With proper nutrition, you can offset the negative effects of fatigue in three ways:
Muscle Glycogen Depletion
Muscle glycogen is the major energy source during training and especially racing. When your sugar storages (in your liver and muscles) are depleted, your ability to go fast for any period of time will be diminished.
Decreased Blood Sugar Levels
Blood sugar is the major fuel for the brain (from your liver) and muscles during training and racing; the higher the intensity, the quicker your body depletes itself of sugar.
When a muscle becomes dehydrated by as little as 3%, that muscle can lose between 10-20% of its contractile strength and also incurs an 8% loss of speed.
Proper nutrition is all about topping of your body’s natural fuel tanks (muscles and liver) to ensure that you have enough stored energy to finish your race strong. By choosing the correct foods at the correct times, you can delay the onset of fatigue on race day (as outlined below).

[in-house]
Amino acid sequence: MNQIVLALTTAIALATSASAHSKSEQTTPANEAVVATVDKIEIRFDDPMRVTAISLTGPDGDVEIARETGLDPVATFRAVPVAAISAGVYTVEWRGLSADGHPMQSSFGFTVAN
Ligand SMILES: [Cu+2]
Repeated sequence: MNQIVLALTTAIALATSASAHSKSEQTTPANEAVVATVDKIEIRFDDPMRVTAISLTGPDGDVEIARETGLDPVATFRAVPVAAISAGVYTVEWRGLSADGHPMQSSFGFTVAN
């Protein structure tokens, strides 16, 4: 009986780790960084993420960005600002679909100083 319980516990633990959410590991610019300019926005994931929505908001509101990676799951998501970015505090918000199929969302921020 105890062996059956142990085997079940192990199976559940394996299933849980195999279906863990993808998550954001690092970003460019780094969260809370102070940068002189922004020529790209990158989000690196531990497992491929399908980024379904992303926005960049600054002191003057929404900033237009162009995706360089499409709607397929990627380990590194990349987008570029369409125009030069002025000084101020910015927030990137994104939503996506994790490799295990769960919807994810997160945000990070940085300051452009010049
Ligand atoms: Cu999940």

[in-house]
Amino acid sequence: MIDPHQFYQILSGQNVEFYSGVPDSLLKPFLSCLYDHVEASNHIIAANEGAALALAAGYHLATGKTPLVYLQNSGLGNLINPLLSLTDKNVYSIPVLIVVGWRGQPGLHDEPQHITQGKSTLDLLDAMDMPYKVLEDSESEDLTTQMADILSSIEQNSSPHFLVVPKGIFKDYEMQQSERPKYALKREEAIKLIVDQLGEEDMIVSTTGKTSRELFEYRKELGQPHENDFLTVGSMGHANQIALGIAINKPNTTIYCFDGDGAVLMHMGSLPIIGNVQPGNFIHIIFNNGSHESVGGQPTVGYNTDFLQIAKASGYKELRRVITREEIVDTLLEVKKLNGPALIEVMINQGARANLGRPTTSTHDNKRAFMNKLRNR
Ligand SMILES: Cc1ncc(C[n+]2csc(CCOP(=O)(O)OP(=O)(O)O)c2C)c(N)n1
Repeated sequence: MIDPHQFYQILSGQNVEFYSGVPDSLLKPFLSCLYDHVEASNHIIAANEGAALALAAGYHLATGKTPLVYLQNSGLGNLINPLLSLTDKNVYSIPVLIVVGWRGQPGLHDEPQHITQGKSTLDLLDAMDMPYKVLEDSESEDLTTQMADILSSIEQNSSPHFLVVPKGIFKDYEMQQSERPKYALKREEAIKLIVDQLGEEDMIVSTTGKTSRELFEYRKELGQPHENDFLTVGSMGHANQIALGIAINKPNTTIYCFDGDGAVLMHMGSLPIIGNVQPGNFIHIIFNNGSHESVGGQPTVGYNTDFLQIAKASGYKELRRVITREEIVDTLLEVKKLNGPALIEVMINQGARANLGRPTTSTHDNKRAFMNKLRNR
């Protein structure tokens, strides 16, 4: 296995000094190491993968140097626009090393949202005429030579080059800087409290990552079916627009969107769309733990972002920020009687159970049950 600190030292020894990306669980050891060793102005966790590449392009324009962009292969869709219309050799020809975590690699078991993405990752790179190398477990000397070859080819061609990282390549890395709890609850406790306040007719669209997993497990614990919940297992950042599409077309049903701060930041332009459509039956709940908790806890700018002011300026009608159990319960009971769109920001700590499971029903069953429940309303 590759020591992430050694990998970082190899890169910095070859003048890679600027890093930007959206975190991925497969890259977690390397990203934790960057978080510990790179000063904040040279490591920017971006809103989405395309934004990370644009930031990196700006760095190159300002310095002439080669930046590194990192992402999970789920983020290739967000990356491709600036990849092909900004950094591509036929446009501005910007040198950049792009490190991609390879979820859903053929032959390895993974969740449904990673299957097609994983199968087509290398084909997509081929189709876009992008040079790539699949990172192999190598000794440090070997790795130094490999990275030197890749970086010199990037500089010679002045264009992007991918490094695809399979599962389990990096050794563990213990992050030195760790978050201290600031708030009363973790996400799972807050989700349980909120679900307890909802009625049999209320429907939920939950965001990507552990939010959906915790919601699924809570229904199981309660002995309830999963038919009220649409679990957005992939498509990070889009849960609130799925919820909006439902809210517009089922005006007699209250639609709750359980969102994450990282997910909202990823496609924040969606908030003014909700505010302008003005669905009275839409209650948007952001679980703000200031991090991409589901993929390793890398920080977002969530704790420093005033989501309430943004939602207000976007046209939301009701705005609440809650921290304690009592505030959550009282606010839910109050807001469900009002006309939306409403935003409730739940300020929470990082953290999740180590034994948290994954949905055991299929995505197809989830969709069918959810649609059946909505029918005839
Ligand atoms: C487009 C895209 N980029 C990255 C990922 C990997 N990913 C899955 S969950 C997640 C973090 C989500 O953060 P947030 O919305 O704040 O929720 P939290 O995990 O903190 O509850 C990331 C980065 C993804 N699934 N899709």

Day before a Race (8 grams of carbohydrates per kilogram of body weight) – Consume six to eight small meals distributed throughout the day approximately two hours apart. Choose items made from high quality carbohydrate sources: real food smoothies, brown rice, pasta, quinoa and dark breads. Convenient snacks include fresh fruit and high quality energy bars (the Paelo Ranch Protein bars are ideal!)
Morning of the Race (75-150 grams of carbohydrates depending on your body size) – Consume your last meal two hours before your race start time to allow for complete digestion and purging in a relaxed environment. Food items should be easily digestible and of the highest quality: real food smoothie, almond butter on a bagel or toast, slow cooked oatmeal with raisins, 2-3 egg omelets with a bowl of brightly colored fresh fruit.
After the Race – Liquid calories are the easiest to consume and are converted quickly to “feed” the body’s needs: protein for muscle regeneration and sugar for the muscles and the liver.
By implementing these nutritional tips and hitting proper hydration levels, you will see your body produce new levels of speed and a new level of performance! Work Smart, Not Hard!